It is true that solar-system owners are being compensated at a higher rate than wholesale energy suppliers, but the energy is being consumed on site. This reduces the stress on the power lines during peak load and can reduce the need to upgrade or add capacity to the existing network.
Dec. 1, 2013 3:38 p.m. ET
In response to your Nov. 20 editorial “Arizona’s Solar Flare-Up”:
Rooftop solar power is never “export[ed] to the transmission grid.” The vast majority of power is consumed directly in the home and never touches the grid. The rest of the power goes to neighbors, using only the local distribution system. This saves utilities expensive transmission costs, which every calculation in the editorial ignores. Buying less power from utilities is good for everyone—except for monopolies that oppose competition.
Solar companies do not “pocket” net-metering savings. All net-metering credits go directly to homeowners.
While you defend the rights of the “poor,” even invoking food stamps in the name of class warfare, 57% of Arizona’s rooftop solar installations occur in areas that are at or below the state’s median income level.
Let’s be real about the phony cost-shift claims. Arizona Public Service’s initial proposal would have resulted only in APS pocketing more money. APS did not even suggest returning these solar taxes to nonsolar customers. Does that sound like a company concerned about costs shifts?
Regarding federal tax credits, we welcome a conversation on energy subsidies, which fossil and nuclear companies have received for decades. Given its crocodile tears about subsidies, surely APS will give up its blank-check bailout from U.S. taxpayers known as the Price-Anderson Act. This act requires taxpayers to bear the cost of large accidents at APS’s nuclear plant, which has one of the worst safety track records in the country.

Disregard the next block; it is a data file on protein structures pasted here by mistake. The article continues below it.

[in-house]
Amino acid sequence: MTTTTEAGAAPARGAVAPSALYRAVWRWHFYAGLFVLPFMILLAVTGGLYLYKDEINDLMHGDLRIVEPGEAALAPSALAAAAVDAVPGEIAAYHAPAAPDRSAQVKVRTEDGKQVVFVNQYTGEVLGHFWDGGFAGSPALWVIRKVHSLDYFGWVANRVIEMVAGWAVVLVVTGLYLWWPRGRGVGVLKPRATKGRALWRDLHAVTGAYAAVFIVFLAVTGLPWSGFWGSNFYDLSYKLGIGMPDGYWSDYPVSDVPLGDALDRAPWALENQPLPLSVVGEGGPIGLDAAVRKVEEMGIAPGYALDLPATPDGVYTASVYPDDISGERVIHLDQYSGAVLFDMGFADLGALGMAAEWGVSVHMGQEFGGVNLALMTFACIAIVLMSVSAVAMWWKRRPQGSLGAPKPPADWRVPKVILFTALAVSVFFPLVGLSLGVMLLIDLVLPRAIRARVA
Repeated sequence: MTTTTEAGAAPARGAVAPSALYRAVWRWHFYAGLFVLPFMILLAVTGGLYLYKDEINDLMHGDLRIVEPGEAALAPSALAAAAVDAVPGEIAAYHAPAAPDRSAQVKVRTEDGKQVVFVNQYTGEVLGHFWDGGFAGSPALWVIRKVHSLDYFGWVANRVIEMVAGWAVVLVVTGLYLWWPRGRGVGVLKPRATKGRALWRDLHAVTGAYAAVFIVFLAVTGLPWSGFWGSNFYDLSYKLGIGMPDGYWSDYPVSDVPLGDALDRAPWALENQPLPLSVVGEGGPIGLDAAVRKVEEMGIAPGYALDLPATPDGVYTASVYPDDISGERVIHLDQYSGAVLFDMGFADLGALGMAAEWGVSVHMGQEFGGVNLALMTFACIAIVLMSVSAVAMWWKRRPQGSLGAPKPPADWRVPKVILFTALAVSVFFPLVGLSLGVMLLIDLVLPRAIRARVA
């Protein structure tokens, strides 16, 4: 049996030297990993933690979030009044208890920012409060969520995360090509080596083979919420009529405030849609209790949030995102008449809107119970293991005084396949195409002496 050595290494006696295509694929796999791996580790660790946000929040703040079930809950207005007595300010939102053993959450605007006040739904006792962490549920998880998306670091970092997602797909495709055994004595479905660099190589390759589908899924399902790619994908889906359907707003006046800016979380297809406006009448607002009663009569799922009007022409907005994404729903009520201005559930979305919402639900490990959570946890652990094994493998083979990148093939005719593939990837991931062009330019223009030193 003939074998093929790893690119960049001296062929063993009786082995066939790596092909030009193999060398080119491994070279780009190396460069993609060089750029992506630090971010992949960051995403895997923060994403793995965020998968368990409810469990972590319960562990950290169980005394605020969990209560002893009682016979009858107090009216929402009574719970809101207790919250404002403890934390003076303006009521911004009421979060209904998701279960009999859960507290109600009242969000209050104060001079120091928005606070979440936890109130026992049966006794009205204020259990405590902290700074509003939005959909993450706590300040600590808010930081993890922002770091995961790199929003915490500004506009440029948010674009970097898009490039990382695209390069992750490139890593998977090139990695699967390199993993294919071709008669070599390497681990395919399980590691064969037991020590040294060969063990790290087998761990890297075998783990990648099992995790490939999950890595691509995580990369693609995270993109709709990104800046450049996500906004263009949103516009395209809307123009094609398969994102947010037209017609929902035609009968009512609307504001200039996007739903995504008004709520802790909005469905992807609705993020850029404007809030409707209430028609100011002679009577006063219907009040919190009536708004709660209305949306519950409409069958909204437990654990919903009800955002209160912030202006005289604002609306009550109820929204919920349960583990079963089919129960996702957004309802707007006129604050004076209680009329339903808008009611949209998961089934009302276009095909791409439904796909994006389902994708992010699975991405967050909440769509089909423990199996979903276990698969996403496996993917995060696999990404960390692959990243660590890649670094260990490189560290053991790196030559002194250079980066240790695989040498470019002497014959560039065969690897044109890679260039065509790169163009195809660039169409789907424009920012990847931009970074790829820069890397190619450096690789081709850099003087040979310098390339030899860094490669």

We completely agree that the Arizona decision will deter other utilities. In state after state this year (Louisiana, Idaho, California and Arizona), policy makers have rejected attempts to change net metering. Instead, the states have said that if utilities don’t like rate structures, they should propose changes that apply to everyone, but not single out solar customers. The verdict of 2013 is that net metering is here to stay.
There are several reasons why net metering provides benefits not only to the solar-system owners but to their nonsolar neighbors as well. It is true that system owners are being compensated at a higher rate than wholesale energy suppliers, but the energy is being consumed on site. This reduces the stress on the power lines during peak load and can reduce the need to upgrade or add capacity to the existing network.
Spot energy prices change during the day as the load rises and falls. Solar power is being made during the most expensive hours when air conditioners are taxing the system.
It is true that third-party owners of solar systems take the subsidies that are available. Otherwise they could not offer these systems to homeowners for free while reducing their monthly energy costs. This is to give customers with little means the ability to participate in the savings.
Over time, the grid will only take so many solar projects before it creates technical issues for the utilities. I don’t know when saturation will occur, but it will happen and new solar installations will slack.
The real dodgers of the cost of electric service are those who use power during the peak time of day but pay the same rate as those who use power during the off-peak time. It is peak demand that drives the costs up for those fixed assets. Rates that hide the true costs of peak power to the entire rate class by averaging those on-peak costs with off-peak costs are designed precisely to allow utilities to keep building more fixed assets that are only utilized during the peak time of day. When utilities do provide price signals, the price of peak power is often quadruple the costs for off-peak power. Even electricity wholesale rates show this. Working the math shows that the rate dodge saves on-peak power users at least $1,000 in peak power charges annually.
Solar power generates energy during the peak time of day and so reduces the peak demand, meaning less fixed costs for all rate payers, not more. Net-metering proponents are only trying to level the playing field a little by at least giving customers who put solar on their roofs the same value for electricity that they pay during the rest of the day.
Thank you to the Wall Street Journal for publishing this letter. The original post can be found here. This news-worthy article shows how solar helps not only homeowners, but also local communities.